The European Court of Human Rights ruled that the exclusion of Jews and Roma from Bosnia’s highest state offices is unlawful discrimination.
Tuesday’s ruling is “a major step forward in Europe’s struggle against discrimination and ethnic conflict,” said Sheri Rosenberg, co-counsel for Jakob Finci and a professor and director of the Human Rights Clinic at the Benjamin N. Cardozo School of Law in New York. “This decision affirms that ethnic domination should have no role in a democracy.”
By a vote of 14-3, the court found that the exclusion of Jews and Roma could not be justified. It stated that the “authorities must use all available means to combat racism, thereby reinforcing democracy’s vision of a society in which diversity is not perceived as a threat but as a source of enrichment.”
The ruling in the case of Sejdic & Finci v. Bosnia and Herzegovina concerned the exclusion from the Bosnian presidency and the upper house of parliament of a Bosnian Jew and a Bosnian Roma. The Bosnian Constitution, drafted by negotiators during peace talks in Dayton, Ohio, in 1995, restricts the highest offices of state to members of Bosnia’s three main ethnic and religious groups – the Serbs, Croats and Bosnian Muslims.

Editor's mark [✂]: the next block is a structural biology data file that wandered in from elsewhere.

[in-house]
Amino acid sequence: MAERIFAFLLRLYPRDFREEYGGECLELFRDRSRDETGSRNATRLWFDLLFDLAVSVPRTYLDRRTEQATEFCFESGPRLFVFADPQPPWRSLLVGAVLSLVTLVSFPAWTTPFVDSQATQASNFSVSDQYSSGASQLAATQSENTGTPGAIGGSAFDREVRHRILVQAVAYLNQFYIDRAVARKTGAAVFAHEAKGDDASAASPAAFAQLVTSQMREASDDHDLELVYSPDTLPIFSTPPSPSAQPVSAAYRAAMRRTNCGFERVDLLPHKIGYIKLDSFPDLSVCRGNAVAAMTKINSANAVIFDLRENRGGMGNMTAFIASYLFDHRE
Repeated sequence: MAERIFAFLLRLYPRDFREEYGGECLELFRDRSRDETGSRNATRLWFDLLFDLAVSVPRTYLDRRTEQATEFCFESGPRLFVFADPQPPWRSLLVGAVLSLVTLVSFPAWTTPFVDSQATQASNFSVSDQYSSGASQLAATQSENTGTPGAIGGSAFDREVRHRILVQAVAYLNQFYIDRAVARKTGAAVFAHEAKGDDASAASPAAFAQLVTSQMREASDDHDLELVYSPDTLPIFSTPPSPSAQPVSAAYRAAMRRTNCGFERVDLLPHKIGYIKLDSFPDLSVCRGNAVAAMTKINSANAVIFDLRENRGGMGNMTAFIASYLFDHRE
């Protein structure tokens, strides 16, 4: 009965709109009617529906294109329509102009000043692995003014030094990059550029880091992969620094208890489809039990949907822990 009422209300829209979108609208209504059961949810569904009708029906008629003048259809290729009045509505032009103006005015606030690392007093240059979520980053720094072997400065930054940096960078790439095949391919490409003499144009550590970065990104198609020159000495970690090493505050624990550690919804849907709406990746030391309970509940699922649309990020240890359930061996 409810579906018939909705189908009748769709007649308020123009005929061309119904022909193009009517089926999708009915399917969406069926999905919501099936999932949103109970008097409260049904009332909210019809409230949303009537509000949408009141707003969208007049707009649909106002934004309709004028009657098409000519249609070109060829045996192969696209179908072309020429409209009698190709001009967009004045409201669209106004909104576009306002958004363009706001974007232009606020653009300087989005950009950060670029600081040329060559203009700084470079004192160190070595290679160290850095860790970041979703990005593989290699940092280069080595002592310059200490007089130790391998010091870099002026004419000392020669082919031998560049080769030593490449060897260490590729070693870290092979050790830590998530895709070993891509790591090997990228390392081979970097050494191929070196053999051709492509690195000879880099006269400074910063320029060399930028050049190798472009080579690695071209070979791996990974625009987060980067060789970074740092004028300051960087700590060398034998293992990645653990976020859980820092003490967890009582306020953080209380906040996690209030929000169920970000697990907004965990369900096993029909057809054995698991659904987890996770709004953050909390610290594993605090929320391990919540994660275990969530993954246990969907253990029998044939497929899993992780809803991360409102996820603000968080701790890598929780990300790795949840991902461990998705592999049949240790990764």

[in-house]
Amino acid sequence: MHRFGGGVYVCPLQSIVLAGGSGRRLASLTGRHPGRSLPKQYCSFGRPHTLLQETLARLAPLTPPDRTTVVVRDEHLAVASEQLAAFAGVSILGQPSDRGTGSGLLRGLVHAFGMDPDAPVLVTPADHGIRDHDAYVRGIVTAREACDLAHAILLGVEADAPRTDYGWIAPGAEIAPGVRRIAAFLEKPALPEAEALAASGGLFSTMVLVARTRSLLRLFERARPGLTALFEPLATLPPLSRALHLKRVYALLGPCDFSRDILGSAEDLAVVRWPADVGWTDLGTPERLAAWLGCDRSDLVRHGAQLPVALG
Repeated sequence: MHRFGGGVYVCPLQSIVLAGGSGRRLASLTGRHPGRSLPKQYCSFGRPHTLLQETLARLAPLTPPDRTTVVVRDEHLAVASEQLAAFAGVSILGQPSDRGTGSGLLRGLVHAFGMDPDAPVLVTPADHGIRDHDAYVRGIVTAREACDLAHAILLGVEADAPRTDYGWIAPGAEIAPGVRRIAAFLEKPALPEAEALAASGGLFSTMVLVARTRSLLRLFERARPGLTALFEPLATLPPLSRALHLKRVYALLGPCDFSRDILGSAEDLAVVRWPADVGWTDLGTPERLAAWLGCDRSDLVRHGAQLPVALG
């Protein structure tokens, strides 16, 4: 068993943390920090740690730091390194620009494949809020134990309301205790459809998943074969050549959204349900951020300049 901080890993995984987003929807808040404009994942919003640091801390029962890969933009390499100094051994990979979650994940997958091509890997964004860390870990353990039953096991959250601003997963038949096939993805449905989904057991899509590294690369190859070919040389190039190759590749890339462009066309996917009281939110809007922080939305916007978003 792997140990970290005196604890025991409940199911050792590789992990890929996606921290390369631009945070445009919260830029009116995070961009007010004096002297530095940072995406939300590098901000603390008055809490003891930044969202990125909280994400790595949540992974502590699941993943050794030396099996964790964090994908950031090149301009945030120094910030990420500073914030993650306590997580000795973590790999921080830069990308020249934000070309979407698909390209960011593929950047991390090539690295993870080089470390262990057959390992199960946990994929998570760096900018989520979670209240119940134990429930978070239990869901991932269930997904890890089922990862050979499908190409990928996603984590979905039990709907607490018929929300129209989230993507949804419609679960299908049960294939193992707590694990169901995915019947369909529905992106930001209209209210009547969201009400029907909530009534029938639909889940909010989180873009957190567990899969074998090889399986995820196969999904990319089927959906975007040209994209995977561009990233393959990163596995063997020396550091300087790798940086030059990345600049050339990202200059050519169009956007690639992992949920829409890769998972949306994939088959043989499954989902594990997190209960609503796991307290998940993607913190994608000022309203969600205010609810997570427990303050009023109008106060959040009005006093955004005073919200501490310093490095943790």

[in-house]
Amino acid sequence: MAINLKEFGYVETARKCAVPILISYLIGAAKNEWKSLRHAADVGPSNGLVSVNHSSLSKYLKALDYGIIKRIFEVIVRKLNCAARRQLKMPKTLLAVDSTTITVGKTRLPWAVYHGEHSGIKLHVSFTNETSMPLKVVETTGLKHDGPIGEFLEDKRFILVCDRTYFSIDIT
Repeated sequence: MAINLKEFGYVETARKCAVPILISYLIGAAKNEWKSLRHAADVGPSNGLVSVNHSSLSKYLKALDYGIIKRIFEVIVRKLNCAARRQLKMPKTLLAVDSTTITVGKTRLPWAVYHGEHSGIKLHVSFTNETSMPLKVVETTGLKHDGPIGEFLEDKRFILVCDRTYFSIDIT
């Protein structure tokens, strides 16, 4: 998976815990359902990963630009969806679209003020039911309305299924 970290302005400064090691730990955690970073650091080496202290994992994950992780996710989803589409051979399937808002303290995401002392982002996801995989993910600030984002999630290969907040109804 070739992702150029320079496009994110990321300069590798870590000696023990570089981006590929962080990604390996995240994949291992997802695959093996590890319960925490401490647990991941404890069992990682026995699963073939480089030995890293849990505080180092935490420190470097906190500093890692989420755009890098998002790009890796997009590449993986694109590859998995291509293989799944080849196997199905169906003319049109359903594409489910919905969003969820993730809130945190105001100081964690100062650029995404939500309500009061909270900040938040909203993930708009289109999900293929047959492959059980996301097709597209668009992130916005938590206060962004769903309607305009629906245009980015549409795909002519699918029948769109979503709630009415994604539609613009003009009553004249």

Finci, the successful applicant, was born in a transit camp during World War II after his parents, Bosnian Jews, had been deported from the Bosnian capital, Sarajevo. Returning to Bosnia after the war, he has had a distinguished career in public life and is now the Bosnian ambassador to Switzerland. But his ethnicity and religion prevented him from the possibility of seeking election to the highest offices of state.
Bosnia’s next presidential and parliamentary elections are due next October. Constitutional reform has been under discussion in Bosnia since 2005 but has not produced any change.